What are revolutions?

What Does Revolution Mean

We explain what a revolution is and the types of revolutions that exist. Also, what is a political and social revolution and examples.

There have been many revolutions throughout the history of mankind.

What are revolutions?

A revolution is a change violent, sudden and permanent under the conditions of a system of any kind, ie a sudden rearrangement of the state of things. This term comes from the Latin revolutio ("to go around") and is applied especially to the political and social order of societies , to the scientific-technological paradigm and to other specific areas.

There is no consensus on what may or may not constitute a revolution in historical terms, but there have been many throughout the history of mankind , and have always had profound implications for local human existence, regional or global, so they are often eagerly studied by historians.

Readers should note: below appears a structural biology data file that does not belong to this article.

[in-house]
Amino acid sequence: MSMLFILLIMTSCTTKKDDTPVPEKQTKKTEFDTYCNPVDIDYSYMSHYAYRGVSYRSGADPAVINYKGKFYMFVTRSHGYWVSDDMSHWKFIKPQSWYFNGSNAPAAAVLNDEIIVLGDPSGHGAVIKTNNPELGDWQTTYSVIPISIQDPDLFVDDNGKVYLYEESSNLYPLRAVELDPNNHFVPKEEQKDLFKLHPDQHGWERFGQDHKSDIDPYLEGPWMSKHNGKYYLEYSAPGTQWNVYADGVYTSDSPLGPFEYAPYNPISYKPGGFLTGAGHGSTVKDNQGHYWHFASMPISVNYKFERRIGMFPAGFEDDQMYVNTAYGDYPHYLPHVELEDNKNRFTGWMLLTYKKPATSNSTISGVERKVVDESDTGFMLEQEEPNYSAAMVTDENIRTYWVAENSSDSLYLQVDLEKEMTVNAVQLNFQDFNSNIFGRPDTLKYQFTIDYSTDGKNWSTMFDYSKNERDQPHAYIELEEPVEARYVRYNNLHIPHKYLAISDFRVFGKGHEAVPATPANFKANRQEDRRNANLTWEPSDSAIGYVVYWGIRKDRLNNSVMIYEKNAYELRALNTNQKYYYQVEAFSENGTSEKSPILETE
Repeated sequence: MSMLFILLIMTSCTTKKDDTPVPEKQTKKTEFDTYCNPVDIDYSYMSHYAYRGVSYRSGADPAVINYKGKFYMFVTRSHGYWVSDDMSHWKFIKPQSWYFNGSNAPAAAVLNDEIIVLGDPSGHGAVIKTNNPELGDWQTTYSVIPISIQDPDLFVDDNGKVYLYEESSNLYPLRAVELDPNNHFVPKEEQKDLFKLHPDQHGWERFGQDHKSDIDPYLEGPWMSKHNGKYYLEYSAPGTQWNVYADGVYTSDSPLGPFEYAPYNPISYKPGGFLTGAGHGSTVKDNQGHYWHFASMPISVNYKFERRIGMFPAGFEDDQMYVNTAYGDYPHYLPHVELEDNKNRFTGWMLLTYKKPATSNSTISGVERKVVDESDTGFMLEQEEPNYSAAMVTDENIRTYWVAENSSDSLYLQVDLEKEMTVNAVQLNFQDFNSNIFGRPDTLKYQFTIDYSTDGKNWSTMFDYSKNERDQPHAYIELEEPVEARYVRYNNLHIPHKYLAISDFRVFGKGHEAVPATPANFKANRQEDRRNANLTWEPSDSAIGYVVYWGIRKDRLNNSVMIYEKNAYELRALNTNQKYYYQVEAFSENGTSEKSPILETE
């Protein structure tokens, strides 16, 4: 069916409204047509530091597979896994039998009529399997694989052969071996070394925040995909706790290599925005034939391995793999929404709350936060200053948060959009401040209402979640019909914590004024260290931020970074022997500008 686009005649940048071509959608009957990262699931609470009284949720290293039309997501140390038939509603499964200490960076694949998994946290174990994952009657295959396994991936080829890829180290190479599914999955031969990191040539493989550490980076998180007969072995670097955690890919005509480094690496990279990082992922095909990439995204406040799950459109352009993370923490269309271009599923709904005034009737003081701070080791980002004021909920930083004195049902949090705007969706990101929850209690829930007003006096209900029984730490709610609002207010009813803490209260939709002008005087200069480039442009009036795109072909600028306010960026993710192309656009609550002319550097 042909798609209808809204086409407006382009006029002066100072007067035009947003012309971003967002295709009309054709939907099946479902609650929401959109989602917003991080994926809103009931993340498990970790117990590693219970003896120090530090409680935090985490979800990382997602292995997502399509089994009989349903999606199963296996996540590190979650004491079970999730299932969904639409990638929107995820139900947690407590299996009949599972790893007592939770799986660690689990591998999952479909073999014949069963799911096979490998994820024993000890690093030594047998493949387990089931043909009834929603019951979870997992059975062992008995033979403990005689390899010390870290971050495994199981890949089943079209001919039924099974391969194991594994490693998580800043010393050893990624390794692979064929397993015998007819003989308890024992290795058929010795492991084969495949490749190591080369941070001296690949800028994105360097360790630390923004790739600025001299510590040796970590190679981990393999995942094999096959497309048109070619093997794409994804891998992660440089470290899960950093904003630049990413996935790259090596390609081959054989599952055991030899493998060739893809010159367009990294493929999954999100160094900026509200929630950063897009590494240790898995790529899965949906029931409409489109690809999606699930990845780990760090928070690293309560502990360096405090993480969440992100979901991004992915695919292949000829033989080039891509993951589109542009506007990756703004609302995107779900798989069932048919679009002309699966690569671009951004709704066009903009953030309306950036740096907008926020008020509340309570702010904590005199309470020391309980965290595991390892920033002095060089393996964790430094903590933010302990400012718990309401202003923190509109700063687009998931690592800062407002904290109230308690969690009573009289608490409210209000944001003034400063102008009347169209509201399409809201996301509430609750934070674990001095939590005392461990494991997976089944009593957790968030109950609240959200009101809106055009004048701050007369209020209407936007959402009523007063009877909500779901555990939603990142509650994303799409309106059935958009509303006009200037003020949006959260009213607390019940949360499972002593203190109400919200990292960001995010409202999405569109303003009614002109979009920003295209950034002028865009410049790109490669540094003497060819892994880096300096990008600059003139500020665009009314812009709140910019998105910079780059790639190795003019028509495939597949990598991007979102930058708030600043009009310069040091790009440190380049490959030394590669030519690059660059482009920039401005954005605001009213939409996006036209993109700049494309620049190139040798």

This use of the term should not be confused with the revolutions of a wheel or a car, since there it refers directly to the number of revolutions that an object makes on its axis in a specific period of time .

See also: Economic development

Types of revolutions

In an industrial revolution, new modes of production and forms of work emerge.

There are various criteria for classifying revolutions, depending on the area of study used for it. But broadly speaking we will talk about six different types:

  • Political revolutions. The change has to do with the mechanisms to exercise power and can generate new model of management of the state or the return of some other traditional.
  • Social revolutions. Starting from a new way of understanding society, a new way of conducting individual and collective relationships is imposed, generally due to the emergence of a new ruling class.
  • Economic revolutions. The modes of production and distribution of the goods and services of a society are drastically altered and rethought, either thanks to the discovery of new modes of production or by a change in the economic management model.